Wet Asphalt Movie Review
The store is a bit tricky -- and not helped being dubbed from German -- so try to follow along. The story involves a disgraced journalist (Horst Buchholz), back on the job after a stint in jail, Horst's paper is suddenly lacking a story. So his new boss simply makes one up, a ridiculous tale about Germans living under Poland in the six years since WW II has been over, and a blind one who has survived the ordeal.
Naturally, a sensation erupts, and the story balloons out of control. It becomes a worldwide story. German widows insist that the blind soldier must be their long-thought-dead husband.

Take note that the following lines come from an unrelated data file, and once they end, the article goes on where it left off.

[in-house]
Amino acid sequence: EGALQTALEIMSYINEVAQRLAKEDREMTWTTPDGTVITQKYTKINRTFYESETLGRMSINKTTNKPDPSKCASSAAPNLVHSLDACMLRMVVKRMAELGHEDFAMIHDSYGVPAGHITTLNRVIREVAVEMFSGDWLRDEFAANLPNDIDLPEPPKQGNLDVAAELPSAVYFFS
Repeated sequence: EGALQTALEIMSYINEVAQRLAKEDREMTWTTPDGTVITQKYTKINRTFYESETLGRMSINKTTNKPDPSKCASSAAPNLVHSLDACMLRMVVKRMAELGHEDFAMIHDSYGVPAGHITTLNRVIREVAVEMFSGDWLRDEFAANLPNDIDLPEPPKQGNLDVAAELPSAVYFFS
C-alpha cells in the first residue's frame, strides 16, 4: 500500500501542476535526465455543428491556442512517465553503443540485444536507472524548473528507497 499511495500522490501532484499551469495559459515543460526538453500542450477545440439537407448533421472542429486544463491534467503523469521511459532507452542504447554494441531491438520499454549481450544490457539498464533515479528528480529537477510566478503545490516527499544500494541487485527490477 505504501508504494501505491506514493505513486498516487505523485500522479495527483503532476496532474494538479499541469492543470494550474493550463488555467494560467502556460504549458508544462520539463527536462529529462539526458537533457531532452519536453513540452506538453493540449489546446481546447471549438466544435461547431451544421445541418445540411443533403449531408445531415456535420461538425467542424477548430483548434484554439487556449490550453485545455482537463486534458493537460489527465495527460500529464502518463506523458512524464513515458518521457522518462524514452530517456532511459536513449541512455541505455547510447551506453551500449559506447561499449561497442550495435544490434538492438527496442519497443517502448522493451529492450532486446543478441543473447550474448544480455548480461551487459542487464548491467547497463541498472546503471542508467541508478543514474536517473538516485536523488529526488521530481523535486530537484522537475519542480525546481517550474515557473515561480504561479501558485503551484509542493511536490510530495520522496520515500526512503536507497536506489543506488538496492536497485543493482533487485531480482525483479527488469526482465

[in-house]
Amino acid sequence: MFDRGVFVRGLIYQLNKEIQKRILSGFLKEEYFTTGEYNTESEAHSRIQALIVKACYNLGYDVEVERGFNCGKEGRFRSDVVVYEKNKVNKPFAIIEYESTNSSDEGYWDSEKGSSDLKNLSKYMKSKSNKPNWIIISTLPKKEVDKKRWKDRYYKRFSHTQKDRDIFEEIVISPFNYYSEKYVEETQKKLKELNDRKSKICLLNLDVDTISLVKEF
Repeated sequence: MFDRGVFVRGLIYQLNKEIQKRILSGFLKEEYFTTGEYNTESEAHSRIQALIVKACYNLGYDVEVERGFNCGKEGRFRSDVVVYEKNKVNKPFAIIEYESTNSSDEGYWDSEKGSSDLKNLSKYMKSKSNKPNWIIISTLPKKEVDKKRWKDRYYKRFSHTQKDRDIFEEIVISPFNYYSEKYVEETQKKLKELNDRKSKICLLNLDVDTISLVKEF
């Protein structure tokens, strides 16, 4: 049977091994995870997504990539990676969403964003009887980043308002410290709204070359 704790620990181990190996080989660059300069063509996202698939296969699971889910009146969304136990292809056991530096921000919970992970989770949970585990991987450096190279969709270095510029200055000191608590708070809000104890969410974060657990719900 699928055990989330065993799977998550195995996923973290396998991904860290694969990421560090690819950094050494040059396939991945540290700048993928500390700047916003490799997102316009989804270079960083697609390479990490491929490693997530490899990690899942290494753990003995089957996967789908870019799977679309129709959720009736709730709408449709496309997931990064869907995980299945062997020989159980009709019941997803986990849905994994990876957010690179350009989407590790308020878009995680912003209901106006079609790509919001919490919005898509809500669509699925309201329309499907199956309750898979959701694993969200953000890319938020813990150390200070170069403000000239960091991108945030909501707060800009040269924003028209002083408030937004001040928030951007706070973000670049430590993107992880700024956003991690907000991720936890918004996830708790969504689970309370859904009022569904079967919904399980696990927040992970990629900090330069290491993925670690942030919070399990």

For a noir, though, there's not a lot of mystery about where this will all end up. The hoax will be revealed, the heroes will fall, and we'll probably wonder what happened to the last 90 minutes of our lives. Maybe the issue is it being pegged as a noir. When the biggest crime in the movie is fabricating a story, well, that kind of thing worked in Shattered Glass, but people just weren't that jaded in 1958.
Students of quirky film relics may find something of curiosity here. Most others can give it a pass.
Aka Nasser Asphalt.